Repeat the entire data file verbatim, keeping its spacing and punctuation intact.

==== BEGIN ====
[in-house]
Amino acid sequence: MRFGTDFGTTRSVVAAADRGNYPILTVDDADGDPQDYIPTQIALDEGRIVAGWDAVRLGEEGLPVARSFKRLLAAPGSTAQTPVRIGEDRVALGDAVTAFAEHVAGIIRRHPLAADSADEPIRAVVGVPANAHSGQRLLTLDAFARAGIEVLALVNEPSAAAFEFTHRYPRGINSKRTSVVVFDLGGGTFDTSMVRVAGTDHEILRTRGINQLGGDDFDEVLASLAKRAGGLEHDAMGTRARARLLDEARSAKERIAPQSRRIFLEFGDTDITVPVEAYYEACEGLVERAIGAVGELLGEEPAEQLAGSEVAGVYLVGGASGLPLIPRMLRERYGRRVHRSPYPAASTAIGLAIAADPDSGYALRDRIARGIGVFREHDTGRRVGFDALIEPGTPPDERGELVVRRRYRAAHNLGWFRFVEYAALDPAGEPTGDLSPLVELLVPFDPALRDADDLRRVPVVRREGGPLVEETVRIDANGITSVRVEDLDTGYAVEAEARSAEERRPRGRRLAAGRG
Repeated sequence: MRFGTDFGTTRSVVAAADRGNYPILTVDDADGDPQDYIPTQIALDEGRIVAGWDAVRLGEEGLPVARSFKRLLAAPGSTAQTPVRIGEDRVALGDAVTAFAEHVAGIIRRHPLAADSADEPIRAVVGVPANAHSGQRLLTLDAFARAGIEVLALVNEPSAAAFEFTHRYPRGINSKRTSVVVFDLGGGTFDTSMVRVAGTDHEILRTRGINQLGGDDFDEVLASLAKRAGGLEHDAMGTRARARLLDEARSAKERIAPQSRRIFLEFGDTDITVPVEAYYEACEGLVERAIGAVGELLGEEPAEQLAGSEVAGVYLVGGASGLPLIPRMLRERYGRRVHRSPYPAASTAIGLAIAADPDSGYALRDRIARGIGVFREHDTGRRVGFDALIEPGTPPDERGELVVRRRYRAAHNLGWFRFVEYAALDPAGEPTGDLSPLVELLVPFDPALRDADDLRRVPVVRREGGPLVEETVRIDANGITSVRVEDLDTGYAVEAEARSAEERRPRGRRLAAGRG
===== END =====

[in-house]
Amino acid sequence: MRFGTDFGTTRSVVAAADRGNYPILTVDDADGDPQDYIPTQIALDEGRIVAGWDAVRLGEEGLPVARSFKRLLAAPGSTAQTPVRIGEDRVALGDAVTAFAEHVAGIIRRHPLAADSADEPIRAVVGVPANAHSGQRLLTLDAFARAGIEVLALVNEPSAAAFEFTHRYPRGINSKRTSVVVFDLGGGTFDTSMVRVAGTDHEILRTRGINQLGGDDFDEVLASLAKRAGGLEHDAMGTRARARLLDEARSAKERIAPQSRRIFLEFGDTDITVPVEAYYEACEGLVERAIGAVGELLGEEPAEQLAGSEVAGVYLVGGASGLPLIPRMLRERYGRRVHRSPYPAASTAIGLAIAADPDSGYALRDRIARGIGVFREHDTGRRVGFDALIEPGTPPDERGELVVRRRYRAAHNLGWFRFVEYAALDPAGEPTGDLSPLVELLVPFDPALRDADDLRRVPVVRREGGPLVEETVRIDANGITSVRVEDLDTGYAVEAEARSAEERRPRGRRLAAGRG
Repeated sequence: MRFGTDFGTTRSVVAAADRGNYPILTVDDADGDPQDYIPTQIALDEGRIVAGWDAVRLGEEGLPVARSFKRLLAAPGSTAQTPVRIGEDRVALGDAVTAFAEHVAGIIRRHPLAADSADEPIRAVVGVPANAHSGQRLLTLDAFARAGIEVLALVNEPSAAAFEFTHRYPRGINSKRTSVVVFDLGGGTFDTSMVRVAGTDHEILRTRGINQLGGDDFDEVLASLAKRAGGLEHDAMGTRARARLLDEARSAKERIAPQSRRIFLEFGDTDITVPVEAYYEACEGLVERAIGAVGELLGEEPAEQLAGSEVAGVYLVGGASGLPLIPRMLRERYGRRVHRSPYPAASTAIGLAIAADPDSGYALRDRIARGIGVFREHDTGRRVGFDALIEPGTPPDERGELVVRRRYRAAHNLGWFRFVEYAALDPAGEPTGDLSPLVELLVPFDPALRDADDLRRVPVVRREGGPLVEETVRIDANGITSVRVEDLDTGYAVEAEARSAEERRPRGRRLAAGRG